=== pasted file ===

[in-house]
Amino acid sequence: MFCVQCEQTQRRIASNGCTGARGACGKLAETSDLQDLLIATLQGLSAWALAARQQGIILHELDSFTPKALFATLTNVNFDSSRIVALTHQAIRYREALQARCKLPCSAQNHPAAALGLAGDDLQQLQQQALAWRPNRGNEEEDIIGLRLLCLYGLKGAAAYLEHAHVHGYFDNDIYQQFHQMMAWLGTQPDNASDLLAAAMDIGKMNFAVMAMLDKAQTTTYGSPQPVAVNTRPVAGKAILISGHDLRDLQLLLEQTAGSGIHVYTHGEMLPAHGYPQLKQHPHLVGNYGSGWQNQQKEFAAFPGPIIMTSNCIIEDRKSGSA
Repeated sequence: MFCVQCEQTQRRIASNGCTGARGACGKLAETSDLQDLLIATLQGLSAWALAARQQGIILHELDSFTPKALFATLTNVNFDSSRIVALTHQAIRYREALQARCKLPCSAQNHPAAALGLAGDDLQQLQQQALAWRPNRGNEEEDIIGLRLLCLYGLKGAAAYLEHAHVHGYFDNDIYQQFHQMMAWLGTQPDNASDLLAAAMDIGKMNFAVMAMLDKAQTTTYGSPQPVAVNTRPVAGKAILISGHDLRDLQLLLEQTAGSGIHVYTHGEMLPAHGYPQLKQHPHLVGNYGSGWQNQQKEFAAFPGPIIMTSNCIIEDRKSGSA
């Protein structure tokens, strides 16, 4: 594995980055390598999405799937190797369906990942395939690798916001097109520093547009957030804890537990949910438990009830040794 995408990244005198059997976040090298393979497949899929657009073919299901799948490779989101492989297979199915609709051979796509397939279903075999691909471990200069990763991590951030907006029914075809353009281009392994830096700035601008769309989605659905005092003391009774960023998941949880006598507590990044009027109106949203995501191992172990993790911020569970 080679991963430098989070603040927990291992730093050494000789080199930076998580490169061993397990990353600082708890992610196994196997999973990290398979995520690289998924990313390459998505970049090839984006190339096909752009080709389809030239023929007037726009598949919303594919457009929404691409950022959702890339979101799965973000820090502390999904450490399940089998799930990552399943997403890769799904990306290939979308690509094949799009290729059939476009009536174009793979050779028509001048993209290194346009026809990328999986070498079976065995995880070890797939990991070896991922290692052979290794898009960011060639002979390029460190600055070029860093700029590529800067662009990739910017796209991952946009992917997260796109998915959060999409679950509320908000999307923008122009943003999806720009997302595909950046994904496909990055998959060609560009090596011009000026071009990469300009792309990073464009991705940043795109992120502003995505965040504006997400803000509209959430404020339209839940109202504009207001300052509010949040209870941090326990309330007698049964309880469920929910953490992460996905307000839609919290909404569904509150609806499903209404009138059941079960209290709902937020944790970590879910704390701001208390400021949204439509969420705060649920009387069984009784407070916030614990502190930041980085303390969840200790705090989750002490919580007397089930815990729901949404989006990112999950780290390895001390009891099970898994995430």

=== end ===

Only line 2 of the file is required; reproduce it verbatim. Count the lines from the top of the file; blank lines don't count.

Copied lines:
Amino acid sequence: MFCVQCEQTQRRIASNGCTGARGACGKLAETSDLQDLLIATLQGLSAWALAARQQGIILHELDSFTPKALFATLTNVNFDSSRIVALTHQAIRYREALQARCKLPCSAQNHPAAALGLAGDDLQQLQQQALAWRPNRGNEEEDIIGLRLLCLYGLKGAAAYLEHAHVHGYFDNDIYQQFHQMMAWLGTQPDNASDLLAAAMDIGKMNFAVMAMLDKAQTTTYGSPQPVAVNTRPVAGKAILISGHDLRDLQLLLEQTAGSGIHVYTHGEMLPAHGYPQLKQHPHLVGNYGSGWQNQQKEFAAFPGPIIMTSNCIIEDRKSGSA